A GDL student, Anita Davies, has won this year’s Times Law Awards essay competition on Supreme Court UK: radical change or business as usual? The Times reports that the winners were chosen from nearly 300 entries by a panel from One Essex Court, and a judging panel consisting of Justice Secretary Jack Straw; Lord Phillips of Worth Matravers, the President of the Supreme Court; Lord Grabiner; James Harding, Editor of The Times, and David Cavender, QC, of One Essex Court. Praising Ms Davies’ winning entry, Jack Straw said that it was “an engaging, erudite piece of prose”.

The winning essay, New café, jaunty carpet with Supreme Court attached, can be read here.

Davies argues that the “media obsession with the Supreme Court’s soft furnishings is indicative of the uneasy relationship between the British people and formal constitutional theory”. She challenges the idea that the establishment of the UK Supreme Court is merely “business as usual”. To do this she highlights the chain of cases ending in Factortame (“it is clear that European Union law takes precedence over parliamentary statute”), the Human Rights Act (“requires that all legislation should be given effect in a manner compatible with the European Convention on Human Rights”), and the fox hunting ban case, Jackson v AG (“judges have been increasingly assertive in recognising the possibility that there may be times when it is valid for the courts to challenge Parliament”). She feels that the Supreme Court “will drag constitutional and legal debate further into the public arena”.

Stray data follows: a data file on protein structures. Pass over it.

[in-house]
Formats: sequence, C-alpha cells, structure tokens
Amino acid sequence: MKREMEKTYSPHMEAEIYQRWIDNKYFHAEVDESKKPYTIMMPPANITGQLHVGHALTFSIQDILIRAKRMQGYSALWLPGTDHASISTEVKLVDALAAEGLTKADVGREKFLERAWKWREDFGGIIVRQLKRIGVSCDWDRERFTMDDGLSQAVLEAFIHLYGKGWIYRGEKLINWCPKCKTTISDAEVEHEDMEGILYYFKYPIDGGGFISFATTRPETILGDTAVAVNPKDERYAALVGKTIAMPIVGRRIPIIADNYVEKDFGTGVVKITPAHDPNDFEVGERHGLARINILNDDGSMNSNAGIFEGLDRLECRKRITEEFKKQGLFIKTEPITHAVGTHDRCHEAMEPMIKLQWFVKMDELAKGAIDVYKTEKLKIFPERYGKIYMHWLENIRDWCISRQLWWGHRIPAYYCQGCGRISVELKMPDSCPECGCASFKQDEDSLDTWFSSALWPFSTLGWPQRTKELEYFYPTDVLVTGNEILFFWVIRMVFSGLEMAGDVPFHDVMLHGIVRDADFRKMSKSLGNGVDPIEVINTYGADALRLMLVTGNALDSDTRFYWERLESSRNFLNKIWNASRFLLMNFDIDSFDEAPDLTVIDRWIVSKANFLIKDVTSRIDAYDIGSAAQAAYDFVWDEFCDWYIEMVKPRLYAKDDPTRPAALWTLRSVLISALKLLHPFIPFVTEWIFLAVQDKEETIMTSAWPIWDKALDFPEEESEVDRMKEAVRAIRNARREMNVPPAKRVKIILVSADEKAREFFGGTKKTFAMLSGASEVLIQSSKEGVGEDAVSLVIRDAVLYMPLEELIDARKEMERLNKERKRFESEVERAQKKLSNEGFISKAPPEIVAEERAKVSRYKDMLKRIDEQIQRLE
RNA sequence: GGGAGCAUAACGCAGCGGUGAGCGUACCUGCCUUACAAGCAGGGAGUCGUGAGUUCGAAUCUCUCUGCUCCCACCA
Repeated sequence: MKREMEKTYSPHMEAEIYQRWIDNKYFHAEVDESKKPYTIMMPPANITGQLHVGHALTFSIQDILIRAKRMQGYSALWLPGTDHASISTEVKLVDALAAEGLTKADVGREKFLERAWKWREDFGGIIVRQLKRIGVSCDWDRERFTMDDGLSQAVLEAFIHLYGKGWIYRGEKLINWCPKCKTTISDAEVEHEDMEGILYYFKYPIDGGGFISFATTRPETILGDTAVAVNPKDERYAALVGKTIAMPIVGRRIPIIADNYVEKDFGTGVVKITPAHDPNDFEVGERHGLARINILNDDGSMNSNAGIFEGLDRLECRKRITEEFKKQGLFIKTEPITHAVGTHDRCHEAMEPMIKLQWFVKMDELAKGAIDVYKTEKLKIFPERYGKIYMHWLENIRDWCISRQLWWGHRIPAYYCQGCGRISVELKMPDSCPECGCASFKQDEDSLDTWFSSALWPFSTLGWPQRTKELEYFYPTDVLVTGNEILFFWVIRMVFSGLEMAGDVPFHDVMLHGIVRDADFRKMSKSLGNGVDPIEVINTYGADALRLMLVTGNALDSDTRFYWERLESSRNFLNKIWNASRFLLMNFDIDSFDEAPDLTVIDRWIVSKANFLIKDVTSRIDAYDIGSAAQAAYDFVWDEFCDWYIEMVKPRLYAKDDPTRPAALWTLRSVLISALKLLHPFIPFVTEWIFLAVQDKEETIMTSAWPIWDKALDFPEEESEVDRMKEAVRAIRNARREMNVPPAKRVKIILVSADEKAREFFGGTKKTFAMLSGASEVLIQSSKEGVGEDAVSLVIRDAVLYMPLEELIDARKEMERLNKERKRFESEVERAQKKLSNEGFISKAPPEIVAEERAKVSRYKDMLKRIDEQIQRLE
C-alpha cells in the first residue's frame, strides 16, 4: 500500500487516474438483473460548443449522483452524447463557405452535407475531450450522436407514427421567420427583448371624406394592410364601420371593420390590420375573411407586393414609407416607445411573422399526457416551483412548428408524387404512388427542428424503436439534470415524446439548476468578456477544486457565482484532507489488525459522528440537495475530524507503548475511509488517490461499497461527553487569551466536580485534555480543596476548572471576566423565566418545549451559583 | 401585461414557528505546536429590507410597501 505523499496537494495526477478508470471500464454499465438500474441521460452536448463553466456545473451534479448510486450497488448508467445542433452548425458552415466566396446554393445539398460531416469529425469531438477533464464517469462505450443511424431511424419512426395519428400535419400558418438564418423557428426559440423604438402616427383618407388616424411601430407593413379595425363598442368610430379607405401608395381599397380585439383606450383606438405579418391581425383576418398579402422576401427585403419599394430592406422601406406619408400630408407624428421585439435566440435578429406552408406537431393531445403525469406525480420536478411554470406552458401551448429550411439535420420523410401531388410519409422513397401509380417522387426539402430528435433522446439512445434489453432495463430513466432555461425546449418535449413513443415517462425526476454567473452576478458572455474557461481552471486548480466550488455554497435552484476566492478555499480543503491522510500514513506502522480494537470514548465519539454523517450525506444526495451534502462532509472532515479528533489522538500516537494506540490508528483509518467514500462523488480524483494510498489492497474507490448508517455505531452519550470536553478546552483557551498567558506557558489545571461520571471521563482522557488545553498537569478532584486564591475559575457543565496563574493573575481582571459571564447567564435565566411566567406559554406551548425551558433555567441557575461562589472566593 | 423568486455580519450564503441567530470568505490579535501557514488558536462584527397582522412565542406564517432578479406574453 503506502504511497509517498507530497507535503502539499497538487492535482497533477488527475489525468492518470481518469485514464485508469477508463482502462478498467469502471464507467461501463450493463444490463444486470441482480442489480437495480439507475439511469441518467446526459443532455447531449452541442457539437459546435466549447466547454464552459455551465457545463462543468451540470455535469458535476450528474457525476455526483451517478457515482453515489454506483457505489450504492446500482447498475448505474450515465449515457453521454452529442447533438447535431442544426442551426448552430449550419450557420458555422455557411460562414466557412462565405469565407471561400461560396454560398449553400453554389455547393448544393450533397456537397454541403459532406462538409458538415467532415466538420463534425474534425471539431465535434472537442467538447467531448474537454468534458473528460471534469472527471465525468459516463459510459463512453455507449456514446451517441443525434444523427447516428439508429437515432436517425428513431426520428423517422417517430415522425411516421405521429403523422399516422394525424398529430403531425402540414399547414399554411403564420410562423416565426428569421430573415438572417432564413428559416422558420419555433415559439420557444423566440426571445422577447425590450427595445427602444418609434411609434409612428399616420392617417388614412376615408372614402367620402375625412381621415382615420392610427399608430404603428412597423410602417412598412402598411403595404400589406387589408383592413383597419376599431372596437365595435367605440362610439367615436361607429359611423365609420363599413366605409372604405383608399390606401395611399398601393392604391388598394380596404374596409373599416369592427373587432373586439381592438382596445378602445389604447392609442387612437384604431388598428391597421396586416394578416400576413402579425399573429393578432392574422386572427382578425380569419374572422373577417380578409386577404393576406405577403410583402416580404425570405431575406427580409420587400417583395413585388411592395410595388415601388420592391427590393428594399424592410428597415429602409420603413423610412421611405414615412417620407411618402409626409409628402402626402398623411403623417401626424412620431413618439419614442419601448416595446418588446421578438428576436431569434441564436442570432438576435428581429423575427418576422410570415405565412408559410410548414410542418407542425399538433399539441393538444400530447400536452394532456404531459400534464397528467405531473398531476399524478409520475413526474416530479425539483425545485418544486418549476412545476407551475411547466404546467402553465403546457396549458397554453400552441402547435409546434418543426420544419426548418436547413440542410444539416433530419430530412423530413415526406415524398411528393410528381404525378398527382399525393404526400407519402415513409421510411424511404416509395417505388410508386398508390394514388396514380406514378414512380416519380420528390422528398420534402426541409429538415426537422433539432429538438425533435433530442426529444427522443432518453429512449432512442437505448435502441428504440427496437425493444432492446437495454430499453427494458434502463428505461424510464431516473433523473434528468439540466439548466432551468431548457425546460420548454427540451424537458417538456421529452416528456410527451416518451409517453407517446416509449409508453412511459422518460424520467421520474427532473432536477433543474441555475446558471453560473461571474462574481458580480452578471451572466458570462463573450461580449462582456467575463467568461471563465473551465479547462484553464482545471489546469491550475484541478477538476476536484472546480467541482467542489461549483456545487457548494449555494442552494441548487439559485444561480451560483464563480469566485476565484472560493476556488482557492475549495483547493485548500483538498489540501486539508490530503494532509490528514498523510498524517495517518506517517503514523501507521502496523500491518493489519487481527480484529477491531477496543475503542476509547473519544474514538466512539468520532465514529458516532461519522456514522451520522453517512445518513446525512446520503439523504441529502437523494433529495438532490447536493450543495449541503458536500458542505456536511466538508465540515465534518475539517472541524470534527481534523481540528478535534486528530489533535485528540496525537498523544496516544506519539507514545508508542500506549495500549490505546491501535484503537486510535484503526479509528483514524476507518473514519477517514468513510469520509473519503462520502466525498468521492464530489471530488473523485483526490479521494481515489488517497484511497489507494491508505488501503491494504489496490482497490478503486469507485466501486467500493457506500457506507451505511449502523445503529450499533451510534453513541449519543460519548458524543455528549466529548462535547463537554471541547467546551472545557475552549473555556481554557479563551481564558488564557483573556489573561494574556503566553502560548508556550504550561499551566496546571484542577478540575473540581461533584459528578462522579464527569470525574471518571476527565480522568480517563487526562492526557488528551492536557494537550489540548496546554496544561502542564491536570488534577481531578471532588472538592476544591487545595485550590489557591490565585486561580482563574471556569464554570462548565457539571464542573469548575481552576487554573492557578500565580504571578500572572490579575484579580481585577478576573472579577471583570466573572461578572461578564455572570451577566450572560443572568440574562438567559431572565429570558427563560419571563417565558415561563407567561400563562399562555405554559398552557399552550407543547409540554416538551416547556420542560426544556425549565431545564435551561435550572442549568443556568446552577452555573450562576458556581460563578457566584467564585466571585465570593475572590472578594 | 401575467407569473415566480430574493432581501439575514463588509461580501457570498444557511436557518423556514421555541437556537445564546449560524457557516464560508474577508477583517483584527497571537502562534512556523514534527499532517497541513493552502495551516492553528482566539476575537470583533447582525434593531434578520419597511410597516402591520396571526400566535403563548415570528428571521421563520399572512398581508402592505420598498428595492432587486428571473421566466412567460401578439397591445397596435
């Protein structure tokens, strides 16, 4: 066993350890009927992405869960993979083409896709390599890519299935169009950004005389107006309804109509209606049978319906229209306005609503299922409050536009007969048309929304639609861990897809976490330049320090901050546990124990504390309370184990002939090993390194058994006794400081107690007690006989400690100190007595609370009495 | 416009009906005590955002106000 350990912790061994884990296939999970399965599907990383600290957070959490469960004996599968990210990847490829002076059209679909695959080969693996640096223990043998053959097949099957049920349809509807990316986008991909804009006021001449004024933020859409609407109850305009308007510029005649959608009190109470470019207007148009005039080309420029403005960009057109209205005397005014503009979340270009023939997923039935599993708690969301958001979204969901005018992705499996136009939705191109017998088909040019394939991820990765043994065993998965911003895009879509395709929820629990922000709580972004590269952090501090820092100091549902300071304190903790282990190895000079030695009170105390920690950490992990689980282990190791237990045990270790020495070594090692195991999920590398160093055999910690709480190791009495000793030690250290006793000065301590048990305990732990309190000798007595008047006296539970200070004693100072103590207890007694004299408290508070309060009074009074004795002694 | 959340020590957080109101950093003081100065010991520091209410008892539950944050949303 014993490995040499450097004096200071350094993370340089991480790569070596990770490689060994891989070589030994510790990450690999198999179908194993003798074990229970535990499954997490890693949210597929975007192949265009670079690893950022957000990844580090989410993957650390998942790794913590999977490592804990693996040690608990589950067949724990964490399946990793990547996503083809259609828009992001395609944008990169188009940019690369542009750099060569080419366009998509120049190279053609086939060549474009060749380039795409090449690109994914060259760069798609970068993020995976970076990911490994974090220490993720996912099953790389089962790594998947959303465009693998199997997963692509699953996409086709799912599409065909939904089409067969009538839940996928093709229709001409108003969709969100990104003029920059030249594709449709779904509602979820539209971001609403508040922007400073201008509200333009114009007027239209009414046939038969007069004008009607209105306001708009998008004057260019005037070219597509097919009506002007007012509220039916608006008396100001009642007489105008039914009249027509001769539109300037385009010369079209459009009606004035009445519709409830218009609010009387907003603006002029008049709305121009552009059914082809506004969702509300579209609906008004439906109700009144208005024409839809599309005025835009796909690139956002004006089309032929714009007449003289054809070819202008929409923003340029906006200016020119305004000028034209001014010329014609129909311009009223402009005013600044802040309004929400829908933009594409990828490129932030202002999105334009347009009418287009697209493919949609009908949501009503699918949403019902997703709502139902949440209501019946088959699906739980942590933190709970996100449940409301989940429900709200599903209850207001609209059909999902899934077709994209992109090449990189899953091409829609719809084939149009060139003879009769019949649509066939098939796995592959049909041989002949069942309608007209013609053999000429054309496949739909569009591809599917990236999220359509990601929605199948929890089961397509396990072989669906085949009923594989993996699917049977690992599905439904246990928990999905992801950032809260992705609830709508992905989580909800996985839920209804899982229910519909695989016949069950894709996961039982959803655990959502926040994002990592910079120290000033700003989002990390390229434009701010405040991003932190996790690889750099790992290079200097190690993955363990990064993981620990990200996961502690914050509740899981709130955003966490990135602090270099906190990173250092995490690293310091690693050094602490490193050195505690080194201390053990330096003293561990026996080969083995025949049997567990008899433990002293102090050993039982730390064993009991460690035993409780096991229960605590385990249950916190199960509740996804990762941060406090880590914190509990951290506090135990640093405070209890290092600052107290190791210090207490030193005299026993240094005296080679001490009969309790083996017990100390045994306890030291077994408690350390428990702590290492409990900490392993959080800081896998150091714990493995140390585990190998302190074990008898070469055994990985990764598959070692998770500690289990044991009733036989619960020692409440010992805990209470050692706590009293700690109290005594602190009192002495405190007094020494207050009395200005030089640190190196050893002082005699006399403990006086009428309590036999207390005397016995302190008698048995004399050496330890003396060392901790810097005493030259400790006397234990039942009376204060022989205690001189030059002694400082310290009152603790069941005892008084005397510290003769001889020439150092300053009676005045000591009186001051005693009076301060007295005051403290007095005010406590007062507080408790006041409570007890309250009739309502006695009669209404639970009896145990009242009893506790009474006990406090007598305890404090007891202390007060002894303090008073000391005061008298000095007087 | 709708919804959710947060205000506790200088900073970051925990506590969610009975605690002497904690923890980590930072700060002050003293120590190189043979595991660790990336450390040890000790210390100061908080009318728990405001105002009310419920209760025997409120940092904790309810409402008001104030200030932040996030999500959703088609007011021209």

The second-placed entry is Ian Higgins’ We tend to assume that our unwritten constitution could weather any crisis.

And third place was awarded to Ian McFarlane’s It is clear from existing jurisprudence that the highest court in the land has been self-confidently assertive for some time.